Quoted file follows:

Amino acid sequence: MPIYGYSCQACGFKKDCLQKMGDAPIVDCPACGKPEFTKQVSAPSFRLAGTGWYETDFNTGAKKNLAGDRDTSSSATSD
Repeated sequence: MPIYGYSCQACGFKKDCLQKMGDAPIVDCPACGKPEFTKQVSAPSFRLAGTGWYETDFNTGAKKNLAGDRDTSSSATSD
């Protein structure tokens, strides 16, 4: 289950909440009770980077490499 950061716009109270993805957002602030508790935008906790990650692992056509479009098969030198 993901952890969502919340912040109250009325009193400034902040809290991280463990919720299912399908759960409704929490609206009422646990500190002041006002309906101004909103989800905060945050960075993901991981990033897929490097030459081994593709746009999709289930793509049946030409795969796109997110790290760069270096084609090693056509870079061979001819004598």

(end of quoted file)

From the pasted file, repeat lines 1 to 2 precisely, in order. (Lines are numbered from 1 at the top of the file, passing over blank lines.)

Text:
Amino acid sequence: MPIYGYSCQACGFKKDCLQKMGDAPIVDCPACGKPEFTKQVSAPSFRLAGTGWYETDFNTGAKKNLAGDRDTSSSATSD
Repeated sequence: MPIYGYSCQACGFKKDCLQKMGDAPIVDCPACGKPEFTKQVSAPSFRLAGTGWYETDFNTGAKKNLAGDRDTSSSATSD